Demi Lovato? John Legend? Troye Sivan?
YouTube is launching a new feature that will allow users to create AI-generated songs using the licensed voices of famous artists including Demi Lovato, John Legend, and Troye Sivan, the Google-owned company announced on Thursday, just days after it updated its policy forcing users to disclose AI content.
Called "Dream Features," the tool will debut as a small experiment available to a limited number of creators, and will only generate 30-second tracks drawing from a roster of about nine artists.
It sounds small in scope, but the names involved, who all voluntarily chose to sign on, are undeniably big, making it a bold debut of a controversial technology that the music industry's biggest players have sent mixed messages on.
Back and Forth
No record label better exemplifies the industry's vacillating on AI than Universal Music Group. On one hand, the record label has furiously gone after fanmade songs that voice cloned its artists like Drake, and sued chatbots for repeating its artists' lyrics.
On the other, Universal has glibly licensed its music catalog to Google for use in its soon-to-be "AI Music Incubator," the followup to Dream Features — a clear sign that creative integrity does not appear to be the bottom line, but monetization.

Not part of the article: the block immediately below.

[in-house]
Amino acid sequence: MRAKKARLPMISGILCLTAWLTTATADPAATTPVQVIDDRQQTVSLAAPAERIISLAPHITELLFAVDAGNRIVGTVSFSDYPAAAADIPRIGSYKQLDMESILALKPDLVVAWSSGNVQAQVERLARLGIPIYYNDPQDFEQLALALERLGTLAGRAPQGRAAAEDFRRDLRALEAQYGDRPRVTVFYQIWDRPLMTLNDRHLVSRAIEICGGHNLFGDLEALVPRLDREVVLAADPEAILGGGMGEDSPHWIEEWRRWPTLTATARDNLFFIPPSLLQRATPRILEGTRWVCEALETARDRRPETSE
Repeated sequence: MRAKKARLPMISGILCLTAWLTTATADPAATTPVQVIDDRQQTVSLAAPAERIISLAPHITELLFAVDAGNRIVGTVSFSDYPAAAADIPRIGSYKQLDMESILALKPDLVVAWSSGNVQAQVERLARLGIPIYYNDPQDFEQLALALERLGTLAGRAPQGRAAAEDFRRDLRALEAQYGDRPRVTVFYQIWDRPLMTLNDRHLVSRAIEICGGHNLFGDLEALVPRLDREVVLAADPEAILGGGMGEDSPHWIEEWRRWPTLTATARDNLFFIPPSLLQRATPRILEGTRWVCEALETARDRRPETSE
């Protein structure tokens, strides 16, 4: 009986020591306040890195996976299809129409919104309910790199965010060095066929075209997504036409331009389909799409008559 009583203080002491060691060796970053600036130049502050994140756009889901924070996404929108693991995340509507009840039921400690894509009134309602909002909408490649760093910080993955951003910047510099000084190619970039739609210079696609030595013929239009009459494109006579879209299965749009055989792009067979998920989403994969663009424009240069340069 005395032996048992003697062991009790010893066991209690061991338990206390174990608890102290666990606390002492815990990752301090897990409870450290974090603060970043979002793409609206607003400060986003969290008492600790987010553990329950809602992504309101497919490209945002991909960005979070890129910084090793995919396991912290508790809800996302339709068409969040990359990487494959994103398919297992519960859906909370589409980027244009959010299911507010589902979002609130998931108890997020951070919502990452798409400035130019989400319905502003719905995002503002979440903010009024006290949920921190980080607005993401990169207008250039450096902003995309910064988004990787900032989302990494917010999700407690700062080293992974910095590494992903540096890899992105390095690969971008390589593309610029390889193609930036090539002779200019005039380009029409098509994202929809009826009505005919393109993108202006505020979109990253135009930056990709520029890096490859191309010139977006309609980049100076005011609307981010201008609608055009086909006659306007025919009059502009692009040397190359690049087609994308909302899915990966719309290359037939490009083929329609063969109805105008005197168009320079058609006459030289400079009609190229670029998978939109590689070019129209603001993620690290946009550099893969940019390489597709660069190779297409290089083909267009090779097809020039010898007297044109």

For others, generative AI's propensity for what has been widely described as the stealing of artists' work has simply been too much to stomach, even for those that create the AI models. On Wednesday, an executive at Stability AI overseeing its music generation tool publicly resigned from the company, stating that the current deployment of generative AI is "exploiting creators."
Addressing the thorny ethics of the technology, YouTube wrote in the announcement: "Despite the tremendous opportunity AI presents, we also recognize it's a quickly evolving space that presents complex challenges," adding that it's "committed to collaborating" with music industry partners.
The nine artists who consented to be included in the tool themselves sound conflicted, though overall approving.
"While I remain cautious about the future of AI," Troye Sivan said in a statement featuring the other musicians, "I'm both excited and curious to see how this creative experiment evolves." Charli XCX, also on the roster, similarly said that she was "cautious" but "interested to see what comes of it."
Meanwhile, others like John Legend are "happy to have a seat at the table." Echoing this thinly hedged enthusiasm, Demi Lovato said she was "open minded and hopeful that this experiment with Google and YouTube will be a positive and enlightening experience."
At any rate, generative AI continues to make huge inroads into the music industry — and more and more of its biggest artists are beginning to show at least some support of its use.
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